MINNEAPOLIS — When a disturbed woman pulled a knife on Denise Deer earlier this month, she quickly herded her children into their tent. A nearby man stepped in and the woman was arrested, and within minutes, 8-year-old Shilo and 4-year-old Koda were back outside sitting on a sidewalk, playing with a train set and gobbling treats delivered by volunteers.

The sprawling homeless encampment just south of downtown Minneapolis isn't where Deer wanted her family of six to be, but with nowhere else to go after her mother-in-law wouldn't take them in, she sighed: "It's a place."

City leaders have been reluctant to break up what's believed to be the largest homeless camp ever seen in Minneapolis, where the forbidding climate has typically discouraged large encampments seen elsewhere. But two deaths in recent weeks and concern about disease, drugs and the coming winter have ratcheted up pressure for a solution.

"Housing is a right," Mayor Jacob Frey said. "We're going to continue working as hard as we can to make sure the people in our city are guaranteed that right."

As many as 300 people have congregated in the camp that took root this summer beside an urban freeway. When The Associated Press visited earlier this month, colorful tents and a few teepees were lined up in rows, sometimes inches apart and three tents deep. Bicycles, coolers or small toys were near some tents, and some people had strung up laundry to air out.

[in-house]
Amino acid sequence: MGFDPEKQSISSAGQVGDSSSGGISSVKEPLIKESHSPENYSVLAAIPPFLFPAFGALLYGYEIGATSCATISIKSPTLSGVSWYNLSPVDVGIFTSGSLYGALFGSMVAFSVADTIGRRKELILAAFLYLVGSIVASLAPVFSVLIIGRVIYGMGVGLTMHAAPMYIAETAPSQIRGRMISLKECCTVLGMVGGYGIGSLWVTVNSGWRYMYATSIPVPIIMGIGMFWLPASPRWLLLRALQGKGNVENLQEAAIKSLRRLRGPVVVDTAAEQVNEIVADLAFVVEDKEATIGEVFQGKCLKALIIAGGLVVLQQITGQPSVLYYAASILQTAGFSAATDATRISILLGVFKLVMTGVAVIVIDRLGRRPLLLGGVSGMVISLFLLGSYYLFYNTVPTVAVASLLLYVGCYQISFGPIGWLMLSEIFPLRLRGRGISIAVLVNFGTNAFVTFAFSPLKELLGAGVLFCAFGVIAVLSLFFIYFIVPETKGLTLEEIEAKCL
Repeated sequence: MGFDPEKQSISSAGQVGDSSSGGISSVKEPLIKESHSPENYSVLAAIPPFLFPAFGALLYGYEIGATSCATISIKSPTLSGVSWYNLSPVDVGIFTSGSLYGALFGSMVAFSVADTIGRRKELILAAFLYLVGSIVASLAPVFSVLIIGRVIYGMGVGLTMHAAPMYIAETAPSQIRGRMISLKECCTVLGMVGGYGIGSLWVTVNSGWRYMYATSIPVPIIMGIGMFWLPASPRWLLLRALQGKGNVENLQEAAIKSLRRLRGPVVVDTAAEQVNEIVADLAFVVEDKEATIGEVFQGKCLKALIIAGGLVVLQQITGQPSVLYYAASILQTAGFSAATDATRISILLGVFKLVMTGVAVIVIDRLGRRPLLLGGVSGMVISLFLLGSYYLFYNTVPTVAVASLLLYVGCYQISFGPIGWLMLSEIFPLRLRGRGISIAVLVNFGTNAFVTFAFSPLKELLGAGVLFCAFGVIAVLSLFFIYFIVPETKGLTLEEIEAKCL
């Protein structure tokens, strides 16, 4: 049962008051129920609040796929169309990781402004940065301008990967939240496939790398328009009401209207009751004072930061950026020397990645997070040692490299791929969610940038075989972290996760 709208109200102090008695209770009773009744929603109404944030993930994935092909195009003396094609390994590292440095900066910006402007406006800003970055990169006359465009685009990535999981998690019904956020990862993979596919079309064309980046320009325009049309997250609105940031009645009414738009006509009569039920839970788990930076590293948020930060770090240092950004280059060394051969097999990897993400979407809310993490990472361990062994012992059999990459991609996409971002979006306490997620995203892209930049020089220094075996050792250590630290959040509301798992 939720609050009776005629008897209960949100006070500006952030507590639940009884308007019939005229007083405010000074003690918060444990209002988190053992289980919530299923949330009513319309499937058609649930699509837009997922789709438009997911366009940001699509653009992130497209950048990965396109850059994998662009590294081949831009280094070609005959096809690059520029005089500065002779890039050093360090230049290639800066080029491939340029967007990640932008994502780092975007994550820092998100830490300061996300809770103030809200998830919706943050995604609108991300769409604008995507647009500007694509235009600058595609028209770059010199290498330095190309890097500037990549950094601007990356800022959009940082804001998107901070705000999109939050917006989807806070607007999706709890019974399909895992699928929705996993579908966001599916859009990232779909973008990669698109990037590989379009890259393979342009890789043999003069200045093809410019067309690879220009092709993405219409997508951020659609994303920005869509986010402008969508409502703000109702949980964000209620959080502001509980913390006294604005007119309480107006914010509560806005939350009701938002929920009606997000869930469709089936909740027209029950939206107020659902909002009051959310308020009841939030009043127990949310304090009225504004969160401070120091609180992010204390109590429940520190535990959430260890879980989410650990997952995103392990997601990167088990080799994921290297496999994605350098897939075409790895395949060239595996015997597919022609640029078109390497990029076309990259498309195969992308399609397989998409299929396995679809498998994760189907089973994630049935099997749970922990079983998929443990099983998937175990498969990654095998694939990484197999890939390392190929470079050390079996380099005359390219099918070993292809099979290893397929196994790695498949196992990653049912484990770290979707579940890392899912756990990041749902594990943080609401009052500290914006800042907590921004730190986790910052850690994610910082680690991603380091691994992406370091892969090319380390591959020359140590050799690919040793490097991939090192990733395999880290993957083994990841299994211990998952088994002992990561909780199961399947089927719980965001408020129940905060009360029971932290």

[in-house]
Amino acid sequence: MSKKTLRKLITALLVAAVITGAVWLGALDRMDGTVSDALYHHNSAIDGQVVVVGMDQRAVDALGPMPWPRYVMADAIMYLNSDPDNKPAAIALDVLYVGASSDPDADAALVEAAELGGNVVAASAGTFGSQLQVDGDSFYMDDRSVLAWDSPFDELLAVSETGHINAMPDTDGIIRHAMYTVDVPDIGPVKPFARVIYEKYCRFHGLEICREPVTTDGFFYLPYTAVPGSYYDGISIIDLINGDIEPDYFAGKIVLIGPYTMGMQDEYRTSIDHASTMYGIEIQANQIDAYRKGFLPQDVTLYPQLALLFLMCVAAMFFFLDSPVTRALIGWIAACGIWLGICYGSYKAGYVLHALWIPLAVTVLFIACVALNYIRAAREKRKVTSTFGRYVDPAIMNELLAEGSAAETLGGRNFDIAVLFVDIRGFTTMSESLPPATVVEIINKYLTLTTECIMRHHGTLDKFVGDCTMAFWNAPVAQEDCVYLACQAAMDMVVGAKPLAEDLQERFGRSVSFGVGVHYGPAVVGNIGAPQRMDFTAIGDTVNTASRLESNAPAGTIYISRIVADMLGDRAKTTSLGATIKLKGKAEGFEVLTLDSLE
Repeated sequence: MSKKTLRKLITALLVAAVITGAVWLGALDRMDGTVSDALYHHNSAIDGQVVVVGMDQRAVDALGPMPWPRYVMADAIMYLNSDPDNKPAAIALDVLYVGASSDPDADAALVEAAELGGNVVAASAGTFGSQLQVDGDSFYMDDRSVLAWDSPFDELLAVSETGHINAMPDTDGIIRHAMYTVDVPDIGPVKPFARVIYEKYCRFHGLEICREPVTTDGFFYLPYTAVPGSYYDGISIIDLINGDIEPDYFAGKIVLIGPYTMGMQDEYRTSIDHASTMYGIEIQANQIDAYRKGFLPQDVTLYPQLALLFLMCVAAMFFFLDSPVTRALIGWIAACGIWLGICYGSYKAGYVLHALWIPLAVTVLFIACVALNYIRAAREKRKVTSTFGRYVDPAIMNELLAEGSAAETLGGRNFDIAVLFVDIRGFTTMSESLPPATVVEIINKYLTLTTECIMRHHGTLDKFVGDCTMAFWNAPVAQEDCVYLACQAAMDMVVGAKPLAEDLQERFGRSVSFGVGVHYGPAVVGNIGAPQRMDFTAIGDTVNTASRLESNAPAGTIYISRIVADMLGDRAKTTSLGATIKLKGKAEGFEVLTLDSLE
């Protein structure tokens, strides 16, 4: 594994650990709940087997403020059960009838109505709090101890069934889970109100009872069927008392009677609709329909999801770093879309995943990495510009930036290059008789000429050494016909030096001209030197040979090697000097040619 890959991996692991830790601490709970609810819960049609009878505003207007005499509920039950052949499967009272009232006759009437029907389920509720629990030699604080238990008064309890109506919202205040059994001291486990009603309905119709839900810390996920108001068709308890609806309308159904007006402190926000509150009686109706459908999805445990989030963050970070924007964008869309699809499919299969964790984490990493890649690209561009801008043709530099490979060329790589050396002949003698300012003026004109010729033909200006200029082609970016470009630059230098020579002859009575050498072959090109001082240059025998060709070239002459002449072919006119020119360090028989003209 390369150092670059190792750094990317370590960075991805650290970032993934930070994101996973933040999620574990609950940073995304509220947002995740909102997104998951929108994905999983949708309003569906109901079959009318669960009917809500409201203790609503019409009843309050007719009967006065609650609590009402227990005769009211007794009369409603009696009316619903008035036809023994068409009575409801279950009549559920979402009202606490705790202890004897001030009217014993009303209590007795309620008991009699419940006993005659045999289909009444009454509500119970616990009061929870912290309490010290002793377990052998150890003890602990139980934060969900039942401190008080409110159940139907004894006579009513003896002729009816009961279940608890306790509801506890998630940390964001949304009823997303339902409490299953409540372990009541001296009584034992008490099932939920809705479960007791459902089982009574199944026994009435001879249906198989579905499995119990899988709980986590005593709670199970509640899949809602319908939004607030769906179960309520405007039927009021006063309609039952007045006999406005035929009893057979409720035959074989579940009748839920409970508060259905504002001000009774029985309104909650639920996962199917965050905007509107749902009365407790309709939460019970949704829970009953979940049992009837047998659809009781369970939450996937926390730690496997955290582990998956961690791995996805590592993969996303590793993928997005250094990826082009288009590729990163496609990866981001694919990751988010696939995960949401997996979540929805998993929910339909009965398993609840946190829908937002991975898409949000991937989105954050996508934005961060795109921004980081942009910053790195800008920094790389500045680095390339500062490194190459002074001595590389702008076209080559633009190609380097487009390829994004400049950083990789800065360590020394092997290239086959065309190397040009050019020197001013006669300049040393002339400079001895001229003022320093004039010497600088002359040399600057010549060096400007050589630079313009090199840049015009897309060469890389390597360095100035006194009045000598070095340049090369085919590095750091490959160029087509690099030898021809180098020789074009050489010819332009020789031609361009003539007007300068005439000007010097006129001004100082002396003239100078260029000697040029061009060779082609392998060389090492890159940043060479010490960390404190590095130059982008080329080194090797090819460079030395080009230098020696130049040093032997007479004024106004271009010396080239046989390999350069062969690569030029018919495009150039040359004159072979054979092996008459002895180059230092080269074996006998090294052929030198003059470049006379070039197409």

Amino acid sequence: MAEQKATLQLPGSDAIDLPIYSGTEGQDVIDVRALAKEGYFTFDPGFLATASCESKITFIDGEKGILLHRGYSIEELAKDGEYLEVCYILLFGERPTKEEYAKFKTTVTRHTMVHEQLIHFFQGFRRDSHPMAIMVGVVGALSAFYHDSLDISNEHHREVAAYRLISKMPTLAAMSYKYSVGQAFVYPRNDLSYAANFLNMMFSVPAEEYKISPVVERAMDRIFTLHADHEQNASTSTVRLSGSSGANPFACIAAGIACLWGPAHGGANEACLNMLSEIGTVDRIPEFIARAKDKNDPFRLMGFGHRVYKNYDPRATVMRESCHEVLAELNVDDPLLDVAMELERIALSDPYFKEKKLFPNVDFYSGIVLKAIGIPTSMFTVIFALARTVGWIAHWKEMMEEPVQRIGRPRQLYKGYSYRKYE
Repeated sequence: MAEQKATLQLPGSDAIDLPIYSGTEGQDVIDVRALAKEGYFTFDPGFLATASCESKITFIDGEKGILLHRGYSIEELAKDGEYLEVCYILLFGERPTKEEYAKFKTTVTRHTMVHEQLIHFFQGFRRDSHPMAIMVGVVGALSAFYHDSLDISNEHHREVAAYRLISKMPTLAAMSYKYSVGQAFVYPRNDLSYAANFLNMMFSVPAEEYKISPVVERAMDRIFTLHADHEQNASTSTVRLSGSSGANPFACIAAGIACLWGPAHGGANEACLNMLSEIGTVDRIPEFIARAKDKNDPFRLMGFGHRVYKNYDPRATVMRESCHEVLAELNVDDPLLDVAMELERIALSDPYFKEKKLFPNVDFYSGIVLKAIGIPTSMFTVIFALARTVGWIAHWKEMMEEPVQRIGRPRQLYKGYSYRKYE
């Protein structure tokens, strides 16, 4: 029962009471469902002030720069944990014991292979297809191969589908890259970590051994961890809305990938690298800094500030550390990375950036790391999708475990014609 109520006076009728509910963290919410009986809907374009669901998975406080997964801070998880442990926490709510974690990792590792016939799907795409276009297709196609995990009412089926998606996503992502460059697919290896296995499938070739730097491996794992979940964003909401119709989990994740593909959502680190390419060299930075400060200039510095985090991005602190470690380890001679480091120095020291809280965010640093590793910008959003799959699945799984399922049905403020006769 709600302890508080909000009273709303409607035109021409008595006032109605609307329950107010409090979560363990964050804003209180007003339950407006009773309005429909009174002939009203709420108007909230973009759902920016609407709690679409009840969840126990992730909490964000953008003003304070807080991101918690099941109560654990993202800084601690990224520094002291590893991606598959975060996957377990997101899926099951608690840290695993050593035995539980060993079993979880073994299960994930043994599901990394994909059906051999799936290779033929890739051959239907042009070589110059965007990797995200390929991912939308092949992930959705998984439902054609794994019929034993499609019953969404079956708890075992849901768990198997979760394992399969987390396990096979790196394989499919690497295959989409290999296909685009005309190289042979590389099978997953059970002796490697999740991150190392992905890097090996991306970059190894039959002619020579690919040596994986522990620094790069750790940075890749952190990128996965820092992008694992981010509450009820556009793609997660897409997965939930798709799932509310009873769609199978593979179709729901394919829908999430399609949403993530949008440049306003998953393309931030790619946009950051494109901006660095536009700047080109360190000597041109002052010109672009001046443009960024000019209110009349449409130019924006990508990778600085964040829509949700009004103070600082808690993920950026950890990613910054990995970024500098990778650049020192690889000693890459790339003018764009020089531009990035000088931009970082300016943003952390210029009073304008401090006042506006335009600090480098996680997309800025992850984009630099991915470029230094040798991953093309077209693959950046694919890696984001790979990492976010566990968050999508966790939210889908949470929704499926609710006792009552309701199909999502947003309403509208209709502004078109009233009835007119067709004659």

Most of the residents are Native American. The encampment — called the "Wall of Forgotten Natives" because it sits against a highway sound wall — is in a part of the city with a large concentration of American Indians and organizations that help them.

With dozens of people living within inches of each other, health officials fear an outbreak of infectious diseases like hepatitis A. Medical professionals have started administering vaccines. In recent weeks, one woman died when she didn't have an asthma inhaler, and one man died from a drug overdose.

For now, service agencies have set up areas for camp residents to get medical care, antibiotics, hygiene kits or other supplies. There's a station advertising free HIV testing, a place to apply for housing, and temporary showers. Portable restrooms and hand-sanitizing stations have also been put up.

But city officials know that's not sustainable, especially as winter approaches. At an emergency meeting on Wednesday, the city council approved a plan to use land that's primarily owned by the Red Lake Nation as the site for a "navigation center," which will include temporary shelters and services.